• >>
  • >> *(vi) none of the eight recommendations in the ACCC’s report have been implemented by the Federal Government, including the Mandatory Code of Practice which means that farmers are still being forced into unfair and unconscionable contracts going forward for the next five years,*
  • >>
  • >> *(vii) there is an immediate need to deal with the imbalance in bargaining power between dairy farmers and processors by legislating to make unfair contracts and, in particular, multi-year contracts (which bind farmers but not processors) unlawful because dairy farmers do not have the means to pursue these unfair contracts through the courts, and*
  • >>
  • >> *(viii) the power imbalance between farmers and processors directly impacts farmgate milk prices; and*
  • >
  • > *(b) calls on the Federal Government to:*
  • >
  • >> *(i) provide immediate additional financial support to dairy farmers who cannot feed their herds,*
  • >>
  • >> *(ii) implement all of the ACCC recommendations, and*
  • >>
  • >> *(iii) task the ACCC to investigate how it can regulate the price of milk per litre paid by processors to dairy farmers to ensure a viable dairy industry.*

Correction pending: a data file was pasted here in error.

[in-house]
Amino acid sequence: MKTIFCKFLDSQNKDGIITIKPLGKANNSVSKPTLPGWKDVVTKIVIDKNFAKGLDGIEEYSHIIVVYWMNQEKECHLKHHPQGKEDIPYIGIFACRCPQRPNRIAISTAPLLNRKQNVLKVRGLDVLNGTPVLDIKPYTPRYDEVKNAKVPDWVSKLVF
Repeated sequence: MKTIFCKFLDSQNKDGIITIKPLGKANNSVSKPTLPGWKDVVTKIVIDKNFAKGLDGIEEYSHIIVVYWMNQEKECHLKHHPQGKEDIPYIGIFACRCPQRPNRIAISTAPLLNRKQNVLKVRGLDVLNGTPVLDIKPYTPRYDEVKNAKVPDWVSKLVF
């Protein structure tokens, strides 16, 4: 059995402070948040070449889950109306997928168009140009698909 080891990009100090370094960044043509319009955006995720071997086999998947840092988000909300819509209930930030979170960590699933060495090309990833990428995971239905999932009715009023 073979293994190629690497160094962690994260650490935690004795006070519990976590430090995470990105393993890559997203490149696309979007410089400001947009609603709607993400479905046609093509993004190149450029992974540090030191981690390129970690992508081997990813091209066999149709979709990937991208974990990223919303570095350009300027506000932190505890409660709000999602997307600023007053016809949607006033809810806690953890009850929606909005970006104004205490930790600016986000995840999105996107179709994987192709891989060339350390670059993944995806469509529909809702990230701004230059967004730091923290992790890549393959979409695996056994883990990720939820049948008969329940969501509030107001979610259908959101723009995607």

• <p>I move the motion as amended:</p>
  • <p class="italic">That the Senate&#8212;</p>
  • <p class="italic">(a) notes that:</p>
  • <p class="italic">(i) in 2000, the dairy industry in Australia was deregulated, and since that time milk production has fallen from close to 12 billion litres a year to 8.8 billion litres a year, while the population has increased from 19 million to 25 million people,</p>
  • <p class="italic">(ii) milk production has fallen in every state in the past 12 months with the greatest decline in Queensland, followed by South Australia and New South Wales,</p>